This is an excerpt from EERE Network News, a weekly electronic newsletter.
Future U.S. Energy Use Depends on Efficiency, Renewables
U.S. energy demand is expected to increase 32 percent from 2000 to 2020, according to DOE's Energy Information Administration (EIA), but the forecast could change with faster or slower penetration of energy efficiency and renewable energy technologies. That conclusion is part of the EIA's Annual Outlook 2002, released in late December.
Energy efficiency is measured at the national level by "energy intensity," that is, the amount of energy used per dollar of gross domestic product (GDP). The EIA reference case — often referred to as the "business as usual" case — already projects a steady decline in energy intensity of 1.5 percent per year through 2020 due to energy efficiency technologies. But a more rapid development and market penetration of these technologies could lower the U.S. energy demand in 2020 by 6 percent compared to the EIA reference case.
The EIA report also examined the effect of extending the production tax credit to the end of 2006. The tax credit expired last month (see first story above). The report also assumed the tax credit eligibility would be expanded — it currently applies only to wind power and biomass facilities that draw on dedicated energy crops, but the EIA assumed it would be expanded to include all biomass and landfill gas facilities. That change would boost the production of electricity from renewable energy by nearly 50 percent by 2020 — increasing from the reference case projection of 15,000 megawatts to a total of about 22,000 megawatts. See the EIA press release.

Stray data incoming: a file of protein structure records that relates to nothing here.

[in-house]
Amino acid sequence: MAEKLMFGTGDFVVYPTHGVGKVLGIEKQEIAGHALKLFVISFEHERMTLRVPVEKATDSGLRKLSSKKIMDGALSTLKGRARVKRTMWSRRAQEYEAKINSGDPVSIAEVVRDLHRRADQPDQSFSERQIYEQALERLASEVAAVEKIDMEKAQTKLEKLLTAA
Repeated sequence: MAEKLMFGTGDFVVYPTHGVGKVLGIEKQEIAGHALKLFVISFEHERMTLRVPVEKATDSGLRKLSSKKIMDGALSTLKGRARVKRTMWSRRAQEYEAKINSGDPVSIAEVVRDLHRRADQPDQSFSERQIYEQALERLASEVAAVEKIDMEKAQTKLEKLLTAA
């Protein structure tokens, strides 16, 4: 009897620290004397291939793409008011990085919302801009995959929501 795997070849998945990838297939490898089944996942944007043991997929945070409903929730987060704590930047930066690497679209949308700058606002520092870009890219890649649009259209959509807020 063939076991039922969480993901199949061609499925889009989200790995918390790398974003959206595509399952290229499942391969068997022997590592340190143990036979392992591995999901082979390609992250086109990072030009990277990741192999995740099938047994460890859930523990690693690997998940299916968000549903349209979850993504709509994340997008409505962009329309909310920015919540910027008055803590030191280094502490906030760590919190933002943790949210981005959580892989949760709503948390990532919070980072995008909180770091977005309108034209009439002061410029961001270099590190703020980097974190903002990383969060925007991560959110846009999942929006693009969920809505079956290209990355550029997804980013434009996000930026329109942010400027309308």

Looking for a more forward-looking energy projection? The Royal Dutch/Shell Group recently issued its look at the energy picture through 2050. The publication, "Energy Needs, Choices and Possibilities," examines two possible scenarios for future energy development — one in which there is an evolutionary progression to new energy sources, and one in which society moves toward a hydrogen economy. Both scenarios project a significant growth in renewable energy by 2050. See the full report, (PDF 323 KB) Download Acrobat Reader